• Physical discomfort: For abnormal or unexpected growling or snapping, this can often stem from physical discomfort. If your pup is sick or in pain, they may act out and require a vet visit to determine if there’s a medical cause. 
  • Body Language for Aggression In Dogs

    Understanding your dog’s body language is crucial for spotting potential aggression or other concerns that can lead to aggression. 

    Signs of Anxiety or Fear

    • Panting
    • Sniffing
    • Sudden scratching
    • Lip licking
    • Yawning when not tired
    •  Tail tucked underbody

    Signs of Arousal

    • Eyes intense, open widely
    • Ears forward, mouth closed
    • Body tense and forward
    • Tail high, slowly wagging
    • Hackles raised

    Signs Prior to Aggressive Behavior 

    • Signs of anxiety, fear, or arousal
    • Showing whites of eyes
    • Growling
    • Showing teeth
    • Tense body
    • Intense eye contact
    • Raised fur

    Treating Aggressive Behavior In Dogs

    Once you have a better idea of your dog’s triggers or what may be the underlying cause of aggression, you can take the right steps towards treatment. If your pup normally isn’t aggressive but suddenly develops this behavior, they may have an underlying medical issue. There are a number of conditions that can cause aggressive behavior in dogs, making it crucial to visit your vet. Your vet will be able to determine if there’s a medical reason and what the appropriate treatment is.


    If your vet has ruled out a medical problem, the next step is working with a professional dog trainer or behaviorist. Since aggression is a serious, complex problem, you’ll need professional help and shouldn’t try to fix it on your own. Working with the right professional can help you find the root cause of your pup’s aggression and create a subsequent plan in managing it.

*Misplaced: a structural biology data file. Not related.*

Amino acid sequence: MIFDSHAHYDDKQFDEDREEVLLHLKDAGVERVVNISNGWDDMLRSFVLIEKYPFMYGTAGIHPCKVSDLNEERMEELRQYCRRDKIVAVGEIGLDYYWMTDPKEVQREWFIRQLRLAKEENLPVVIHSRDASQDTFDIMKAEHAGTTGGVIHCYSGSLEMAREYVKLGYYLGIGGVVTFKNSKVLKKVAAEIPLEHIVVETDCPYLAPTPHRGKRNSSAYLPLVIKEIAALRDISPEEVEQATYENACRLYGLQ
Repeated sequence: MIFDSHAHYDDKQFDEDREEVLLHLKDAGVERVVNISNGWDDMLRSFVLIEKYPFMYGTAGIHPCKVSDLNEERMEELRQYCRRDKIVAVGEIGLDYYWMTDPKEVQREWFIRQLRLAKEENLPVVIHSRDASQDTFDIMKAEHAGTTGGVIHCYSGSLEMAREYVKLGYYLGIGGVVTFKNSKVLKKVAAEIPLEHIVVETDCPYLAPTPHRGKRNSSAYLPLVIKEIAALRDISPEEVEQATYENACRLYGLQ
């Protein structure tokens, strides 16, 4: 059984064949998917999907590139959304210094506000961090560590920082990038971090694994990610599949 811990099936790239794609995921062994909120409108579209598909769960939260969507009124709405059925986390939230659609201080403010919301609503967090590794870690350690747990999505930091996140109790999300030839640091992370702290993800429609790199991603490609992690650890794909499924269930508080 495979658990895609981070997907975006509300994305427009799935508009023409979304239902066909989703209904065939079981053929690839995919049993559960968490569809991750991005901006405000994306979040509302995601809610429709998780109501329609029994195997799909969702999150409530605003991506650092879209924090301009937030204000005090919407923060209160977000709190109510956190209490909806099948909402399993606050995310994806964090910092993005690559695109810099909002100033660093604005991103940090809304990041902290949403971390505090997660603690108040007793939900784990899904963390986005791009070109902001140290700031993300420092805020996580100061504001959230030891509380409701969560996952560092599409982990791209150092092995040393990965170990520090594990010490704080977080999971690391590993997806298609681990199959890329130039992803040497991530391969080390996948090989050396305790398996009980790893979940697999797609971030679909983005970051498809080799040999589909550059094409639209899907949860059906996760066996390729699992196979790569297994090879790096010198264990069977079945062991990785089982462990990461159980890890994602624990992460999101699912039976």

In certain situations, training isn’t enough and a comprehensive plan including medication or therapeutics may be required. Medication may act as a temporary tool for helping your dog overcome the fear they’re experiencing.

    CBD for Aggressive Dogs

    In addition to working with a professional for behavioral training and your vet, CBD may also offer a natural option for supporting non-aggressive behavior. CBD may promote a calming effect among dogs by interacting with 5-HT1A receptors in their endocannabinoid system. Preliminary canine studies support CBD’s potential for reducing the fear response in noise-induced situations. While CBD should never be the only thing you use for addressing aggression in your pup, it may offer an additional tool during the professional behavioral training process. 


    Tip: In most cases, positive reinforcement is used for teaching your dog new behaviors. Try incorporating our Rover’s Relief CBD Freeze Dried Bites into your training or topping your pup’s food with our Rover’s Relief Broad-Spectrum Hemp Oil prior to each training session.           

    Rover’s Pet for Aggressive Dogs

    Rover’s Pet proudly offers premium water-soluble broad-spectrum hemp products that are ideal for helping support your dog. Our fast-acting formula enables quicker effects for calming fear and stress. When combined with proper training and care, our broad-spectrum tinctures can provide comprehensive relief for your furry companion. For more information regarding CBD for dog aggression, please contact us!